Andrei Tarkovski, GDR - USSR, 1979
This long take, a long, slow zoom, shows us three men sheltering in a ruin, visually transforms over its duration by two successive colour based events. The first is an arbitrary change, of which there are two instances, of the set’s colour, which is changed directly while the camera records, by lights shining on (to a effacer) the set walls. There’s no justification for this change in the universe of the film, this is the pure reflection of the filmmakers aesthetic choice, choosing to paint his set another colour. The second change, on the other hand, comes from a storm and the torrent of rain it unleashes onto the set.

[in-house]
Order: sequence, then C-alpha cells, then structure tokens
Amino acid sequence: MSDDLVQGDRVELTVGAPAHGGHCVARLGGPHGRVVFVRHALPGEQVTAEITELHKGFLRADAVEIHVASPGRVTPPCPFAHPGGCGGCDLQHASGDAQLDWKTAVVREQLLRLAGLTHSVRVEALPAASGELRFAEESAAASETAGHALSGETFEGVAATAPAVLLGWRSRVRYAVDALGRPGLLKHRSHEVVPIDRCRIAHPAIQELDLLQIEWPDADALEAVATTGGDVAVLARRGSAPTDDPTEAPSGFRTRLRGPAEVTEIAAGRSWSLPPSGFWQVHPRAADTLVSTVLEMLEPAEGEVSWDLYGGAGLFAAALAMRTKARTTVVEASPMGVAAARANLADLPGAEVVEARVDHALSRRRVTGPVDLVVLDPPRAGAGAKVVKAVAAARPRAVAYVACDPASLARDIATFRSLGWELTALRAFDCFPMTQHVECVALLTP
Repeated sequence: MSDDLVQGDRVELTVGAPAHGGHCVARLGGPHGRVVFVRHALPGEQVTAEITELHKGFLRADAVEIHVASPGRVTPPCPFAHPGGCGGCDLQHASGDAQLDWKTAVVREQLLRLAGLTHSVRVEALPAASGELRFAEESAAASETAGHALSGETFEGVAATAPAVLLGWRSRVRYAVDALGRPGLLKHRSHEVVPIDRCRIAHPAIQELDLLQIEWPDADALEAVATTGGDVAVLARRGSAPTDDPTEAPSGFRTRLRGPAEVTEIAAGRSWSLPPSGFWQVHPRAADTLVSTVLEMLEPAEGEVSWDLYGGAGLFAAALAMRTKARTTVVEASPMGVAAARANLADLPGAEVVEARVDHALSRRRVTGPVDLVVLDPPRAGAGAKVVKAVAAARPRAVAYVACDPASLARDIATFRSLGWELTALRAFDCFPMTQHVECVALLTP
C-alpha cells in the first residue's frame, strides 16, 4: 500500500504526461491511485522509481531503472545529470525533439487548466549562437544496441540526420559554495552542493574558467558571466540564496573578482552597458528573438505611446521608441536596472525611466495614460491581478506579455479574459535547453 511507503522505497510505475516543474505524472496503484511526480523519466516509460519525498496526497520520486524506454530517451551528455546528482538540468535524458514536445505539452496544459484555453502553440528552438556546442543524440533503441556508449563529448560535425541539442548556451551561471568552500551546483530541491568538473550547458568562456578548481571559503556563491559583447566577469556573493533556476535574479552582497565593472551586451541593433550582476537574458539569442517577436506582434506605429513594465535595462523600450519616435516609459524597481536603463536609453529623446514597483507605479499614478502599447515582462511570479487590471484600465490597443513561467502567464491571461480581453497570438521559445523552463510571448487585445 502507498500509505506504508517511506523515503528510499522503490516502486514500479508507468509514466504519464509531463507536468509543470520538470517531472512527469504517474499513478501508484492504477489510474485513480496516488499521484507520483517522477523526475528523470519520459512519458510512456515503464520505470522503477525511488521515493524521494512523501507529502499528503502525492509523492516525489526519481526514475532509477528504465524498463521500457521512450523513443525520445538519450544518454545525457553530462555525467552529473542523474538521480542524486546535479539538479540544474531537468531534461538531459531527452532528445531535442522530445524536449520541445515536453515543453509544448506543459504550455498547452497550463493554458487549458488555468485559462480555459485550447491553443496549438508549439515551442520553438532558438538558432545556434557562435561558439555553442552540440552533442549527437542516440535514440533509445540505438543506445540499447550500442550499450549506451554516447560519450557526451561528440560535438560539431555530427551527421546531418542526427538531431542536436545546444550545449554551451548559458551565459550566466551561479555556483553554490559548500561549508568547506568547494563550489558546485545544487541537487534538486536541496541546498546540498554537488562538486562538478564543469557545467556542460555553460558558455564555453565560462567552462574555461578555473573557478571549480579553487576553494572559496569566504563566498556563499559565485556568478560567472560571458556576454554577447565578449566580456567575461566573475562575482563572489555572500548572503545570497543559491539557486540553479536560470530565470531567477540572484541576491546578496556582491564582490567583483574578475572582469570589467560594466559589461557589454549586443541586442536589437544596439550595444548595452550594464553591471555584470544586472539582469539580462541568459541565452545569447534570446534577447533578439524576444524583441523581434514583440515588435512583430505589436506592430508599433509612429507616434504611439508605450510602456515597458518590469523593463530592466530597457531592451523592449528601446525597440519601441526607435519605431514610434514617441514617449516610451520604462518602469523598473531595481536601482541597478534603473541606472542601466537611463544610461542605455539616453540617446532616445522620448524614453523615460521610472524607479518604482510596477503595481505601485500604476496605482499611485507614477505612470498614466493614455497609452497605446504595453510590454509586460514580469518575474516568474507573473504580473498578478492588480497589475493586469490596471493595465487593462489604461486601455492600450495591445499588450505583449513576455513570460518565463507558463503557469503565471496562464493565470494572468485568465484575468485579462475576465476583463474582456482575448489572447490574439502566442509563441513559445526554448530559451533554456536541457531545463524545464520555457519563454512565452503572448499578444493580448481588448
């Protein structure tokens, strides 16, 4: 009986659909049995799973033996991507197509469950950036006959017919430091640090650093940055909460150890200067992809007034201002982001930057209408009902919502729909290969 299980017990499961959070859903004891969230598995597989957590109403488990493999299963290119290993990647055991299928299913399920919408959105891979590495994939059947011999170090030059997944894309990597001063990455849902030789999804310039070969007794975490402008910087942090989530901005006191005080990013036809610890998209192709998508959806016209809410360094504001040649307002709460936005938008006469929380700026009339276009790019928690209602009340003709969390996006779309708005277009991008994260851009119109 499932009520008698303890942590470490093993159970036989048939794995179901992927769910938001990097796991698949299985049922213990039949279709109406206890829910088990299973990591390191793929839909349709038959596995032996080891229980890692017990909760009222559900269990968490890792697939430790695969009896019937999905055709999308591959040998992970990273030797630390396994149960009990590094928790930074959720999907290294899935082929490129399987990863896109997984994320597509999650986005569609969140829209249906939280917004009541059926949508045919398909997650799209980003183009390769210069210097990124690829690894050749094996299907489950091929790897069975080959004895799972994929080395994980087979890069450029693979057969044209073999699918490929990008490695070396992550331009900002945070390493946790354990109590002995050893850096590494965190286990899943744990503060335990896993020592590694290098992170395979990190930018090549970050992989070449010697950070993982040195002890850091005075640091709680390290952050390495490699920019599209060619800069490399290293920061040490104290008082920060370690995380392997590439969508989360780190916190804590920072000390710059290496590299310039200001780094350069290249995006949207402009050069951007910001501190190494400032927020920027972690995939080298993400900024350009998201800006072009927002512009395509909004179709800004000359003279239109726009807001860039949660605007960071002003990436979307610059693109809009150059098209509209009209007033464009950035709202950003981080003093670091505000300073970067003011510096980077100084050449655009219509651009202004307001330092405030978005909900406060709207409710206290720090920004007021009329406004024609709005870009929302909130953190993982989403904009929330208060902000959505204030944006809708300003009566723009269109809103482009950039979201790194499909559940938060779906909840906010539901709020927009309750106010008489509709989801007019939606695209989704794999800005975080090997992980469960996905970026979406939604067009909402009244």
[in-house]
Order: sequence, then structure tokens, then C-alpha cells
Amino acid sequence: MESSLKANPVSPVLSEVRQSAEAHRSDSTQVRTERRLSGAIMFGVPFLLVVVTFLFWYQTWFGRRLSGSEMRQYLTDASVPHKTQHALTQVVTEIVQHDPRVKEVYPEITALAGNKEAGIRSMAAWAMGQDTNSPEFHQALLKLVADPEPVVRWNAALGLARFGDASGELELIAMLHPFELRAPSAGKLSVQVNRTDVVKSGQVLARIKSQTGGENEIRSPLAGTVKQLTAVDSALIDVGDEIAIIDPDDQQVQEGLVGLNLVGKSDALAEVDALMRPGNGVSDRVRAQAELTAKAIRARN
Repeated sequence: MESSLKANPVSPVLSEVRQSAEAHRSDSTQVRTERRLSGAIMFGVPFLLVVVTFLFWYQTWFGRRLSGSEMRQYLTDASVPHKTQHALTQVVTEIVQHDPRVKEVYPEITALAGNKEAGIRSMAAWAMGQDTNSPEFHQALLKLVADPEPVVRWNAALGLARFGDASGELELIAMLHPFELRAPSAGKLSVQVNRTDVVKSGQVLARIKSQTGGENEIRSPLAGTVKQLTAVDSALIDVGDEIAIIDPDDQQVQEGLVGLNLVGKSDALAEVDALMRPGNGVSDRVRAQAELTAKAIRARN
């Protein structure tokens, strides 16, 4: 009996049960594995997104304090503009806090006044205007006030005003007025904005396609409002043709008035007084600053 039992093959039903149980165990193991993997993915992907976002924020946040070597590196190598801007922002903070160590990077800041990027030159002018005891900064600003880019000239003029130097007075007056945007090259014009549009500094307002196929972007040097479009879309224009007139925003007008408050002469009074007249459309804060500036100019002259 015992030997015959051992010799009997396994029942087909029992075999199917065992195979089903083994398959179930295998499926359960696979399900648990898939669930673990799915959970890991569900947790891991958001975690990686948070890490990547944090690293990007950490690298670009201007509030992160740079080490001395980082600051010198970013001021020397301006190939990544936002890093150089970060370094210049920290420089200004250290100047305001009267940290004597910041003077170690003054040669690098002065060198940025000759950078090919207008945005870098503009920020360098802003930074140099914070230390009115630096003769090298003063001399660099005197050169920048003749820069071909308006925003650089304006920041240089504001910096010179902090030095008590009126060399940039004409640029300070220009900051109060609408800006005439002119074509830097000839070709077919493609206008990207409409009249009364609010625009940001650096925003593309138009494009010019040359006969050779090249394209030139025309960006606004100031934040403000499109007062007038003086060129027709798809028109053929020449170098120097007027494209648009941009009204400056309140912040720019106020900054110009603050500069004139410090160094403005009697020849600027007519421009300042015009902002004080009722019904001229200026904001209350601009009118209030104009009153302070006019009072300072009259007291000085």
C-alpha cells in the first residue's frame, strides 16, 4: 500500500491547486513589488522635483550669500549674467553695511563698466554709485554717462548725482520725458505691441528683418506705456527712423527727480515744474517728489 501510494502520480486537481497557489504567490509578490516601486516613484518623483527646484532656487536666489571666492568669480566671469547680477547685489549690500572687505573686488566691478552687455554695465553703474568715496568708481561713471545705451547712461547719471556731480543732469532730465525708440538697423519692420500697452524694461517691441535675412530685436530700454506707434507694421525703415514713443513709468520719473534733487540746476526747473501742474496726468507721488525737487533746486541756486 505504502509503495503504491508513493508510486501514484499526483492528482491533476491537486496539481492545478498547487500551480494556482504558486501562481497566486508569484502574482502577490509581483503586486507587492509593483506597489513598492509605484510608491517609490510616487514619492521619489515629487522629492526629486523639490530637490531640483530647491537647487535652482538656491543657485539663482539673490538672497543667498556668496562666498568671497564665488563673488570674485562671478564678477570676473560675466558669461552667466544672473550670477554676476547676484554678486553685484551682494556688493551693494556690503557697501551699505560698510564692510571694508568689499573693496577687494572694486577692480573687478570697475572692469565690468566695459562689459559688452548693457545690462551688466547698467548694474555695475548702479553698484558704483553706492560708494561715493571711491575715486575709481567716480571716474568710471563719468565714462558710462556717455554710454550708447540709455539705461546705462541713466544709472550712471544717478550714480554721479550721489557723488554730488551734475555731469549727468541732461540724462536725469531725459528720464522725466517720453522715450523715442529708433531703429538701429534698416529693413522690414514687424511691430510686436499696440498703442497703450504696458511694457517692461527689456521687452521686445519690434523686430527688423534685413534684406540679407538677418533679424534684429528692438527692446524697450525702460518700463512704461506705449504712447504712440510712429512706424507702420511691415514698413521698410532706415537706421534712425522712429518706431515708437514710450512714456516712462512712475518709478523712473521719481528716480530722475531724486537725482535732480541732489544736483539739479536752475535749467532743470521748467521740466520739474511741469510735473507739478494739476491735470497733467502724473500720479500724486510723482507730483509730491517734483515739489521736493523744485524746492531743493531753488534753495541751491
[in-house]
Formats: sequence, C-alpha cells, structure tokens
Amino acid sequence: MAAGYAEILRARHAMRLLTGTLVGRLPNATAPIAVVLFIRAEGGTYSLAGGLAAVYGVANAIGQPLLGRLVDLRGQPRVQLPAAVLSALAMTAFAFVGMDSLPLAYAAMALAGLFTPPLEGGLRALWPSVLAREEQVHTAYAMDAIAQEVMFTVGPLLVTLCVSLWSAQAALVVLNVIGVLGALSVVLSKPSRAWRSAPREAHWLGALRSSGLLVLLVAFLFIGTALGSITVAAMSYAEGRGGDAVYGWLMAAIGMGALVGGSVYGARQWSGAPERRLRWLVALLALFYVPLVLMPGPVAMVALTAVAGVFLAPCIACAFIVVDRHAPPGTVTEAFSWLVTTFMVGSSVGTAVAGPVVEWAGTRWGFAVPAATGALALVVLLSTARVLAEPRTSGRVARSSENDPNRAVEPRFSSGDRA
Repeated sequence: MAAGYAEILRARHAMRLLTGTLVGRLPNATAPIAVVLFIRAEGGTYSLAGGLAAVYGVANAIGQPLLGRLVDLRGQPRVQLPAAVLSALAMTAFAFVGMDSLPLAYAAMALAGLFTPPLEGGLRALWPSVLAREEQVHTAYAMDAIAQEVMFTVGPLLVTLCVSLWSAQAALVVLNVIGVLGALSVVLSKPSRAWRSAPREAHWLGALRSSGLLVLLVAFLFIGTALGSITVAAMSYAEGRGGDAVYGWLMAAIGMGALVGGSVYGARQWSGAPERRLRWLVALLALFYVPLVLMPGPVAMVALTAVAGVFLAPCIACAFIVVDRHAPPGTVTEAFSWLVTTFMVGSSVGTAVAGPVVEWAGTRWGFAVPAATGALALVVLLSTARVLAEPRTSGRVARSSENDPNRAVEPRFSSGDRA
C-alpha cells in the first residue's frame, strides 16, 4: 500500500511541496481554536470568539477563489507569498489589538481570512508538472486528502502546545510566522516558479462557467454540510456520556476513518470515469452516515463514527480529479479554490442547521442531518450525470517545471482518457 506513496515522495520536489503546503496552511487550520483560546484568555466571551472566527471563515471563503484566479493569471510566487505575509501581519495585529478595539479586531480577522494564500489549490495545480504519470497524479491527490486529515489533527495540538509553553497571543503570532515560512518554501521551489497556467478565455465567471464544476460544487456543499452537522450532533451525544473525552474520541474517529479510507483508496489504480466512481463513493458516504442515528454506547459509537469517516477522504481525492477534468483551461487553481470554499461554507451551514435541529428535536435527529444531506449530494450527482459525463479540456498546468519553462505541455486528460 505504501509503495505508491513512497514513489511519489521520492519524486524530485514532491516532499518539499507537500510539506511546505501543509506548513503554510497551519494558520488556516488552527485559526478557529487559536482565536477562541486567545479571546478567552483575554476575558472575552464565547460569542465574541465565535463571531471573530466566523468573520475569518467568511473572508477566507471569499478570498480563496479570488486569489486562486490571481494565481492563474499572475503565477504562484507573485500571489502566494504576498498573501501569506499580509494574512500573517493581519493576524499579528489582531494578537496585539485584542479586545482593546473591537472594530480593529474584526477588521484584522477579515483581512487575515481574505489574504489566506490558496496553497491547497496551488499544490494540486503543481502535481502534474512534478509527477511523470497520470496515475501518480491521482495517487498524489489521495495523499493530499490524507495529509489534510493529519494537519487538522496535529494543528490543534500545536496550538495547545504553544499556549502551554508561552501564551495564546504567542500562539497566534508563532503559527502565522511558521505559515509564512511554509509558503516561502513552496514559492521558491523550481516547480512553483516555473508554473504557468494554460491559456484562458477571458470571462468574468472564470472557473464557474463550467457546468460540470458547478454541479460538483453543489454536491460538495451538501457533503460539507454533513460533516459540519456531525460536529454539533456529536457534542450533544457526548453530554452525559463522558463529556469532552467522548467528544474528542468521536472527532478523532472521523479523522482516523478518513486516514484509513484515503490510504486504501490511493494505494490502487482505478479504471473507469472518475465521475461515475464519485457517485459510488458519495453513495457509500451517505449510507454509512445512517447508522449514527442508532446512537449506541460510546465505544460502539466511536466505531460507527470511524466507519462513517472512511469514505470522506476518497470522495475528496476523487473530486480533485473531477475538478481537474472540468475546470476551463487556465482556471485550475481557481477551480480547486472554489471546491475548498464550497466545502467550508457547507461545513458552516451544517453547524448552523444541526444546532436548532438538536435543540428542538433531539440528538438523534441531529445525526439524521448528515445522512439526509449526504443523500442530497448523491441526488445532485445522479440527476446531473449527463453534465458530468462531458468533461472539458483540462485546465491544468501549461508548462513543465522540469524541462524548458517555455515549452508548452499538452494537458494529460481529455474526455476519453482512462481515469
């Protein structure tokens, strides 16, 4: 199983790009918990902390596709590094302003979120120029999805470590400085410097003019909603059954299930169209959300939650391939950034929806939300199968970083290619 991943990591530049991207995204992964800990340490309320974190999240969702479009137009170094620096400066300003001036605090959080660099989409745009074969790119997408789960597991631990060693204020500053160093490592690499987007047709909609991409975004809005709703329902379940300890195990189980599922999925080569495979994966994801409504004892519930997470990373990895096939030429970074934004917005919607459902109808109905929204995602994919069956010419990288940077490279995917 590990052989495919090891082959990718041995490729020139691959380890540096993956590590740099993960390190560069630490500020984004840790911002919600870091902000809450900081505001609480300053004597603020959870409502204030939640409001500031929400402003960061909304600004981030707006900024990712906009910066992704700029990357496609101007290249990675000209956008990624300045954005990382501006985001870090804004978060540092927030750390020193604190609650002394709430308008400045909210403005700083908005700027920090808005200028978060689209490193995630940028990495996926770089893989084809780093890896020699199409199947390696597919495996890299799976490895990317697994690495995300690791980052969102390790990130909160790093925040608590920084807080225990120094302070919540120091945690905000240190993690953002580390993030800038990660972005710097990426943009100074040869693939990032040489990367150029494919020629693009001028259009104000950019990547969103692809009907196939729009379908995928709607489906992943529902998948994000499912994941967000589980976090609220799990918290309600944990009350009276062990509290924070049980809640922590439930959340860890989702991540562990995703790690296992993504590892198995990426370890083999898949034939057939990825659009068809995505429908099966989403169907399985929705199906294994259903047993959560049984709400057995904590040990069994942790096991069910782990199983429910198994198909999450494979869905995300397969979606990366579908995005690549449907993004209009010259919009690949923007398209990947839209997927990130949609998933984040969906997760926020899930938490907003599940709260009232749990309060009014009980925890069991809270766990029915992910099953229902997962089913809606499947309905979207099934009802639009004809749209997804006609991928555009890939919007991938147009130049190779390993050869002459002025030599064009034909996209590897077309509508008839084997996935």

The storm and how it affects the set are obviously man-made and carefully designed by the filmmaker, owing nothing to any real rain that could have fallen on that day of shooting. First we hear a rumble of thunder, which gives way to a downpour, in a solid curtain of water, totally transforming the lower half of the image, the still, stagnant pool, into a surface that becomes alive and bristling with light and an unexpected whiteness. The rain is the pictorial agent of change that completely modifies the aesthetic of the shot.
rain, image material.